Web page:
Speakers at the event ranged from Nobel Peace Laureate Denis Mukwege to beloved documentary presenter David Attenborough to Brazil’s new populist president Jair Bolsonaro. Although the conference has the potential for great change, it ends up being little more than an opportunity for global leaders to posture. For example, Japanese Prime Minister, Shinzo Abe, proclaimed (with a straight face) that Japan had “defeated defeatism”. We were surprised a Saudi Arabian representative didn’t speak on their ongoing commitment to a free press!
Doomsday Around The Corner?
|Each year, the Bulletin of the Atomic Scientists releases its Doomsday Clock, which represents the likelihood of a man-made global catastrophe. Last year the clock was set at 11:58, the closest to Midnight (global catastrophe) since 1953 when the US and Soviet Union both ran hydrogen bomb tests. It was announced this week that the clock remains at 11:58 for 2019, as risks such as climate change, cyberwarfare and artificial intelligence threaten to escalate global tensions.|
|Stanford Brown is a place full of rational optimists. Now is not the first time the world has faced seemingly unsurmountable challenges, nor will it be the last. The largest threat to humanity is a lack of co-operation, as it was the collective ingenuity of humans that overcame the problems of the past.|
Hey Siri, Are You Still Listening?
|Every January, 150,000 tech die-hards make the pilgrimage to Las Vegas to attend the Consumer Electronics Show (CES) – a Disneyland for techies. Among the cornucopia of gadgets and gizmos, our favourite was a newly unveiled homeware product that allows you to modify a room’s scent by stating simple voice commands. “Hey Siri, make my lounge smell of coffee!” As these technologies enter into the most intimate aspects our lives (such as voice activated kitchens and bathrooms), concerns regarding privacy and data protection are being raised. Apple downplayed these concerns by turning a classic Las Vegas quip into a billboard!|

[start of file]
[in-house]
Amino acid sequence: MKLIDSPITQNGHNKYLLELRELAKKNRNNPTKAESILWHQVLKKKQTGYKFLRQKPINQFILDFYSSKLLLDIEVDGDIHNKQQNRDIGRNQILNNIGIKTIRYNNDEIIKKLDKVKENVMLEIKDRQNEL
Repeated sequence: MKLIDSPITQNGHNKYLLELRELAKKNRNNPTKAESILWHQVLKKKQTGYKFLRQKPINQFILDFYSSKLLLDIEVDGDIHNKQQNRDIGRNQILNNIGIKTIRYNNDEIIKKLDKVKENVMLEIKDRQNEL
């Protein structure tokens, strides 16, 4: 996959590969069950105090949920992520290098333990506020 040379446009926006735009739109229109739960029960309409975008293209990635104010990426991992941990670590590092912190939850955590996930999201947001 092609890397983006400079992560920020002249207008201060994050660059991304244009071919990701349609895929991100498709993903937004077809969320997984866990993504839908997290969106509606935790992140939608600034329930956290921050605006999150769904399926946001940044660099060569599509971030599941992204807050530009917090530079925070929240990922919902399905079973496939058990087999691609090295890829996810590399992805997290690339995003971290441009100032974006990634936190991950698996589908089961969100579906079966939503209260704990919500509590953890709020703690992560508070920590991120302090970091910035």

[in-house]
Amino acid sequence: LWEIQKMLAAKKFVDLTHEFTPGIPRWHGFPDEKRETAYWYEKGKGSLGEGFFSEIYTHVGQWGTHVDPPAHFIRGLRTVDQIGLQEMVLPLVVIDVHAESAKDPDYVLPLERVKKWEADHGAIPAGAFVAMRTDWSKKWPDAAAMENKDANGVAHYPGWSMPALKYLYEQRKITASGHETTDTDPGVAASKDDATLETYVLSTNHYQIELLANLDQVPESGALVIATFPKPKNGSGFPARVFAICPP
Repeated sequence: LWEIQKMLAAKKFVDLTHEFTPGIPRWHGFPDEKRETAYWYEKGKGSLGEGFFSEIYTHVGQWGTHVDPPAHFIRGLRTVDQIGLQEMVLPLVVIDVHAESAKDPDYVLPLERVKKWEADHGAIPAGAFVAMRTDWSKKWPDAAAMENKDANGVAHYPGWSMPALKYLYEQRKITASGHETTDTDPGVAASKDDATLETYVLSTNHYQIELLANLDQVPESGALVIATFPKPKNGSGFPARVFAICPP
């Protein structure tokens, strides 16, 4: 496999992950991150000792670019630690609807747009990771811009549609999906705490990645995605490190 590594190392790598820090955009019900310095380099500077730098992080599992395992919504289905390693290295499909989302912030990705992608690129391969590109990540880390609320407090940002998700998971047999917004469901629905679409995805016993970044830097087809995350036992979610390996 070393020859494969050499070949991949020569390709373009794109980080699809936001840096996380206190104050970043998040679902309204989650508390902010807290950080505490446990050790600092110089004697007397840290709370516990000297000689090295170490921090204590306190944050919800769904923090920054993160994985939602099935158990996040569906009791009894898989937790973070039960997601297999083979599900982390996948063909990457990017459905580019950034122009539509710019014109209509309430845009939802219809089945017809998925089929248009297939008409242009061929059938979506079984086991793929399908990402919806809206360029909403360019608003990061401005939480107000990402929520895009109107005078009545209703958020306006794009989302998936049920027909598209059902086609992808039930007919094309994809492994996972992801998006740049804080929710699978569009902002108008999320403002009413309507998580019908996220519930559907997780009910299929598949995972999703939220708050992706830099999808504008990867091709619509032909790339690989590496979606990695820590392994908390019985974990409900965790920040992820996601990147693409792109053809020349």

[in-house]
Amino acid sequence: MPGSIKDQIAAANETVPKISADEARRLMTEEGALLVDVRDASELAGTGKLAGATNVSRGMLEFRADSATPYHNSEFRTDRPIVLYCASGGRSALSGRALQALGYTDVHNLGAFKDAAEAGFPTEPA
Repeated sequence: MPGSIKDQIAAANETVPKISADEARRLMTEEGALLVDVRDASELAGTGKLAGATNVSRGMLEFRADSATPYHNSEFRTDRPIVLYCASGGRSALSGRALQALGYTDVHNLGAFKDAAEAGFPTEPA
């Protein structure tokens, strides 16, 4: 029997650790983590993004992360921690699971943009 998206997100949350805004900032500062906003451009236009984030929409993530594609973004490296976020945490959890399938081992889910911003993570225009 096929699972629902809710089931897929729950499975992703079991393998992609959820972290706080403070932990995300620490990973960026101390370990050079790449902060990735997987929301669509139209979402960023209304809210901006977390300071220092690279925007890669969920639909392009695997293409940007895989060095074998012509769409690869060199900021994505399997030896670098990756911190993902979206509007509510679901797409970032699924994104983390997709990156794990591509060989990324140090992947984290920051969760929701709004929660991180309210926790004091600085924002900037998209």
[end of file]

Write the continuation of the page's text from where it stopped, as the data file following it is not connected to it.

|As Americans celebrated Martin Luther King Day this week, we revisited his letter from Birmingham Jail, where Dr King’s words ring as true today as they did in 1963.|
“Injustice anywhere is a threat to justice everywhere. We are caught in an inescapable network of mutuality, tied in a single garment of destiny. Whatever affects one directly affects all indirectly”
““We will have to repent in this generation not merely for the vitriolic words and actions of the bad people but for the appalling silence of the good people”
“Justice too long delayed is justice denied”
Who Am I?
|We’ll be very impressed with who guesses this one correctly! Clue – think creatively!|
Pic of the Week
|Although it may not look like much, this photo below is the most liked photo on Instagram!|
|The photo was posted by the account world_record_egg, with the aim of surpassing social media starlet Kylie Jenner’s previous record of 18 million likes. As of this morning, the egg had more than 50 million likes!|
Video of the week
|Forget the doomsayers, the world is full of wonderful people like this!|